There are other smaller car parks scattered around Waterfall Country but they fill up very quickly at peak times.
For the Sychryd gorge, Dinas Rock and Bwa Maen follow the road through Pontneddfechan, keeping right at the road fork by the Dinas Hotel and continue past the bus turning circle and over the narrow bridge into Dinas Rock car park.
For the cave at Porth-yr-ogof, follow advisory signs for the pay and display car park at Cwm Porth (Os grid ref SN928124). There is a basic shop open 10am – 4pm, seven days per week – closed Christmas day.
Top five things to do in Waterfall Country
- Walking - much of Waterfall Country is open access land, which means the general public is free to explore it on foot. However, for safety reasons and to minimise erosion, please stick to the paths – there are around 25 miles of them. You can enjoy the waterfalls, streams and the woodland scenery, spot plants, insects and birds, or discover the remains of mines, quarries, kilns and a gunpowder factory with the help of our audio guides.
- Gorge-walking - The combination of rocky gorges and fast flowing water makes Waterfall Country an exciting and challenging location to explore. Adventurous activities like gorge-walking should only be undertaken as part of an organised group with suitable equipment and training. Groups require permission to operate in the area, and should follow a code of conduct to minimise the environmental impact of their activities. The South Wales Outdoor Activity Provider Group (www.swoapg.co.uk) can provide information.
- Caving - Porth-yr-Ogof cave, a single cave with over 1.5 miles of passages under the valley floor of the River Mellte, can be accessed from Cwm Porth car park, where there are basic toilets, changing facilities and a small shop selling snacks and drinks. The Nedd Fechan caves and the silica mines near Craig-y-Ddinas are visited by more experienced cavers.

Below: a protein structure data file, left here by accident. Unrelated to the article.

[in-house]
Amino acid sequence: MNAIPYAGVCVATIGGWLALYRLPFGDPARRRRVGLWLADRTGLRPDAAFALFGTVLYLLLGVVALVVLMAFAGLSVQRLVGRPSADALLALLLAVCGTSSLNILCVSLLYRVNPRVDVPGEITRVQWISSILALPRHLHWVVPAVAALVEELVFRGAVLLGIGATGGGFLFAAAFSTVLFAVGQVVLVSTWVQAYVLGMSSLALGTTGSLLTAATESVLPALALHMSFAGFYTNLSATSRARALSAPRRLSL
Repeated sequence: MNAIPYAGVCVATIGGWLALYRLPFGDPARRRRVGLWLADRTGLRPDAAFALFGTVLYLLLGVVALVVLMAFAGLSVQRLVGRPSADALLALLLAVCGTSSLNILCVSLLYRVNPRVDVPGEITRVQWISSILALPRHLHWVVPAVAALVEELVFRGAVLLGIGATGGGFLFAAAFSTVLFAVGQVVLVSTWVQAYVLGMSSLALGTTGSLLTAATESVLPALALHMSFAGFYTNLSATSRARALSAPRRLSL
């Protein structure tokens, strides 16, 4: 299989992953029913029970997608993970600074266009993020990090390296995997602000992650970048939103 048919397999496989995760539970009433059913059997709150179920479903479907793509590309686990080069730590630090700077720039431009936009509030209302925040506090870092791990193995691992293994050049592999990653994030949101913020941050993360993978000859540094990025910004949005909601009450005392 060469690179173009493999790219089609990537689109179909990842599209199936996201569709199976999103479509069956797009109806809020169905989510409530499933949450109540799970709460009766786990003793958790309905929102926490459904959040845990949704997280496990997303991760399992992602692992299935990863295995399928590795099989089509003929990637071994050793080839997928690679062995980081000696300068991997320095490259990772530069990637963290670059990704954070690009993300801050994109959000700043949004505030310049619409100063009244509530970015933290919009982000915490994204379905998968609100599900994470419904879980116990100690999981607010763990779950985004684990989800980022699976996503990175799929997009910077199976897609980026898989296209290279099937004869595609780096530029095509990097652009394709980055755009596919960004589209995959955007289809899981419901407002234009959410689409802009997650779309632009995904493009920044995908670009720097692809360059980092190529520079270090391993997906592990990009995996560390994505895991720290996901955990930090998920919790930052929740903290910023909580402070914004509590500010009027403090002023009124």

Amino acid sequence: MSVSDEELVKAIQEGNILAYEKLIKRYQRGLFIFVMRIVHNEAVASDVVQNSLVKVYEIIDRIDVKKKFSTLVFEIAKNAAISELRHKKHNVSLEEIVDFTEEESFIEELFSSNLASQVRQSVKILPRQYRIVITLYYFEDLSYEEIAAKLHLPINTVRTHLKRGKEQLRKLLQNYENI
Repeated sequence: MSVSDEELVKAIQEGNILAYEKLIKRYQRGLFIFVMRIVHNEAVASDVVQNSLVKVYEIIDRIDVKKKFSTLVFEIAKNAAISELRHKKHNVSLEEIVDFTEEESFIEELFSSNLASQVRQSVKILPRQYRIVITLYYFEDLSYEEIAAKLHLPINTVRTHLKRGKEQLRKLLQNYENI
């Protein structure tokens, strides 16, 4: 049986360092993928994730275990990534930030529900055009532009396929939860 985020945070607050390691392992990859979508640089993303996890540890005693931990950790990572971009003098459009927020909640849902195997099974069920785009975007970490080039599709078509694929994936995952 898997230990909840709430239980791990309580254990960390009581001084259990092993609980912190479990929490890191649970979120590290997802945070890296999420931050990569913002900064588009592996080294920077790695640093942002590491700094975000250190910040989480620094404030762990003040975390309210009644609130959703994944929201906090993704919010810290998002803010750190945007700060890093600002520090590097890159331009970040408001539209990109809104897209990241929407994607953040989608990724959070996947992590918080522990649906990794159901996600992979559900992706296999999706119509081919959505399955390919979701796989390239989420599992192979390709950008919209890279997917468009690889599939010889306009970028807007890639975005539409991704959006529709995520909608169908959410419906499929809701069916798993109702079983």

- Canoeing and kayaking - The rivers in this area are accessible to all and offer some of the best whitewater canoeing in Wales. Conditions are usually grade 4 or grade 5 and are suitable for experienced paddlers only.
- Rock climbing - The Dinas Rock area is one of only two areas within the Park where rock outcrops suitable for sport climbing, top-roping and bouldering are to be found. The main face of Craig-y-Ddinas in the car park is suitable for learners, and there are several bolted sports routes for more experienced climbers to be found up the Sychryd.
Looking after yourself and the countryside
We care about you too, so please:
Remember to wear sturdy footwear; the walking trails can be steep and slippery underfoot. Be aware of unguarded steep drops, especially when taking photos.
Don’t be tempted to swim in the water – it can be cold and fast flowing. Even the strongest swimmers have been known to get into trouble.
Mobile phone coverage is unreliable in Waterfall Country. Emergency phones and phone boxes are indicated on the map. For walking, rock climbing or caving accidents call Police on 999 or 112 and ask for Mountain Rescue.